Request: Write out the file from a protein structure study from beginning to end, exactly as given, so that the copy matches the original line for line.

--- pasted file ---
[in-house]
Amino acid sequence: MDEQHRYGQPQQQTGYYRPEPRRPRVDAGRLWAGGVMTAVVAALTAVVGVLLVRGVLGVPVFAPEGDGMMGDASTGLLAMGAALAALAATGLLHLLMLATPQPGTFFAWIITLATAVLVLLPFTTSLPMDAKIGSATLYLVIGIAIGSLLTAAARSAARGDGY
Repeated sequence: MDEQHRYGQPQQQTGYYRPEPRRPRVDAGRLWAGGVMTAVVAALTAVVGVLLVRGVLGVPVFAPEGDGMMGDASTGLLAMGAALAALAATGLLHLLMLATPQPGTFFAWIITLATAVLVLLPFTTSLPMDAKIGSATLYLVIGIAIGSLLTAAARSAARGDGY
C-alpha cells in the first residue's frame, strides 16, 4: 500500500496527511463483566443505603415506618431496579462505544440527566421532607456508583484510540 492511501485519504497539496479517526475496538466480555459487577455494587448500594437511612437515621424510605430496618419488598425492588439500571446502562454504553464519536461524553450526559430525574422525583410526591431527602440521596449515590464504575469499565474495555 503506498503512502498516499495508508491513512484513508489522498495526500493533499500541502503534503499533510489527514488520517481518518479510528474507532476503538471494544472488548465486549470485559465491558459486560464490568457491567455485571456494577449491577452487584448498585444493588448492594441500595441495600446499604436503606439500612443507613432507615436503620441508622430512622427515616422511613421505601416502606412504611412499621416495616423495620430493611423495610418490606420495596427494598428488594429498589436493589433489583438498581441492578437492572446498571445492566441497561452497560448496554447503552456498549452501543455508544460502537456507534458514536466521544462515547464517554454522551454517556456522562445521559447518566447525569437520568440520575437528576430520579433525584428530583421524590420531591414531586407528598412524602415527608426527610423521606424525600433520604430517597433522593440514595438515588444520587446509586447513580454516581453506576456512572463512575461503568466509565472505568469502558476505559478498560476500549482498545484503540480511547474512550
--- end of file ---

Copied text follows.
[in-house]
Amino acid sequence: MDEQHRYGQPQQQTGYYRPEPRRPRVDAGRLWAGGVMTAVVAALTAVVGVLLVRGVLGVPVFAPEGDGMMGDASTGLLAMGAALAALAATGLLHLLMLATPQPGTFFAWIITLATAVLVLLPFTTSLPMDAKIGSATLYLVIGIAIGSLLTAAARSAARGDGY
Repeated sequence: MDEQHRYGQPQQQTGYYRPEPRRPRVDAGRLWAGGVMTAVVAALTAVVGVLLVRGVLGVPVFAPEGDGMMGDASTGLLAMGAALAALAATGLLHLLMLATPQPGTFFAWIITLATAVLVLLPFTTSLPMDAKIGSATLYLVIGIAIGSLLTAAARSAARGDGY
C-alpha cells in the first residue's frame, strides 16, 4: 500500500496527511463483566443505603415506618431496579462505544440527566421532607456508583484510540 492511501485519504497539496479517526475496538466480555459487577455494587448500594437511612437515621424510605430496618419488598425492588439500571446502562454504553464519536461524553450526559430525574422525583410526591431527602440521596449515590464504575469499565474495555 503506498503512502498516499495508508491513512484513508489522498495526500493533499500541502503534503499533510489527514488520517481518518479510528474507532476503538471494544472488548465486549470485559465491558459486560464490568457491567455485571456494577449491577452487584448498585444493588448492594441500595441495600446499604436503606439500612443507613432507615436503620441508622430512622427515616422511613421505601416502606412504611412499621416495616423495620430493611423495610418490606420495596427494598428488594429498589436493589433489583438498581441492578437492572446498571445492566441497561452497560448496554447503552456498549452501543455508544460502537456507534458514536466521544462515547464517554454522551454517556456522562445521559447518566447525569437520568440520575437528576430520579433525584428530583421524590420531591414531586407528598412524602415527608426527610423521606424525600433520604430517597433522593440514595438515588444520587446509586447513580454516581453506576456512572463512575461503568466509565472505568469502558476505559478498560476500549482498545484503540480511547474512550